Photo: Pete Zarria (via Flickr)
Trimming Wasteful Spending
During President Obama’s speech about the economy in his recent televised town hall meeting, he confronted farm subsidies. Under his proposed plan, farmers who make more than $250,000 in annual income will not be able to receive federally supported farm substitutes.
The President says that limiting who can receive farm subsidies will protect small farmers while not wasting government money by giving it to large agribusiness farmers who don’t need it.
“Part of what we want to do is to make sure that help is going to family farms in crisis situations. Drought, disaster and so forth,” said Mr. Obama, “that we’re not just giving ongoing subsidies to big agribusiness, which is the way that a lot of our farm programs work right now.”
This change could save the government $9.7 billion over a period of ten years.
A History of Resistance
Obama’s plan has met resistance from many areas of the political spectrum.
Farm lobbyists like the National Farmer’s Union fiercely oppose the measure. They argue that limiting who gets farm subsidies will not save the government as much money as it anticipates (hundreds of millions of dollars instead of the billions that are predicted), and will hurt medium-size farms more than corporate agribusiness.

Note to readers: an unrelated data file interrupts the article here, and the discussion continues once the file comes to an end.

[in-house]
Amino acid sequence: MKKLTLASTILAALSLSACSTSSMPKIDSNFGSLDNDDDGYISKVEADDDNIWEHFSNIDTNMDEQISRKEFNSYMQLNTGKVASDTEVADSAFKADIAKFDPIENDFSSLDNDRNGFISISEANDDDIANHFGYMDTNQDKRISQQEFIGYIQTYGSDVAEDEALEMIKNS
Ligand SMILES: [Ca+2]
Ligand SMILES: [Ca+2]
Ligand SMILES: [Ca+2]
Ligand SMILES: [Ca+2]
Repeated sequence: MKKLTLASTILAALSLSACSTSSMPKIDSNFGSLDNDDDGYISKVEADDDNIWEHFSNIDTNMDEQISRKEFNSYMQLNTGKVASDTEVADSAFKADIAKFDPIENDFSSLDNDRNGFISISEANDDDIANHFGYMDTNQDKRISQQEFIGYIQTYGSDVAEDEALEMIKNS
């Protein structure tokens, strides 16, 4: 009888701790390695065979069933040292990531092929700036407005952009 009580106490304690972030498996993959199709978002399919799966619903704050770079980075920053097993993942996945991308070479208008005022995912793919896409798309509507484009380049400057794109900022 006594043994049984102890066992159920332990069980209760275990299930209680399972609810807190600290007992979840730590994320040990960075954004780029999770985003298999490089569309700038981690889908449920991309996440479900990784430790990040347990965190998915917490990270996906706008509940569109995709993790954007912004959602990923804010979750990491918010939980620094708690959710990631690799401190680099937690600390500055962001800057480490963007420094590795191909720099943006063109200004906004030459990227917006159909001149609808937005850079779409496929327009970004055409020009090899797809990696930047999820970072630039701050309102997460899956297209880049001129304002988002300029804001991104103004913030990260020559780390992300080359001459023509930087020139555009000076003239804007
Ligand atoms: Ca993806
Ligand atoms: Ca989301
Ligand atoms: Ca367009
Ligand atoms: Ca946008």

Other presidents – including President George W Bush in 2007 – have tried to cut farm subsidies before, but also to no avail.
Farm subsidies are backed by a powerful combination of history and bipartisan support. Congressmen are quick to defend their state’s agricultural interests regardless of their political affiliation, and the farm subsidies have been part of the nation’s agricultural political framework since the Jeffersonian Agricultural Ideal.
Even some organizations that have pushed for ending farm subsidies say that the timing and presentation of President Obama’s proposal hurt its chances of success. Ken Cook from the Environmental Working Group, a nonprofit that has fought against farm subsidies, said that it may have alienated those who supported Obama’s reform agenda. Cook says that the president’s administration should have strengthened innovations in climate change and healthcare instead of attacking the farm subsidy system.
Keeping In Touch
Administration officials argue that Obama’s plan to reduce farm subsidies is in line with his other goals, because even though this proposal was defeated by the Budget Committees, the same Budget Committees adopted resolutions to protect health care, energy, and education spending.
The Obama administration intends to continue conversation about reducing the federal deficit by limiting farm subsidies to find the best way to “support rural America and get some savings and efficiencies out of agricultural programs.”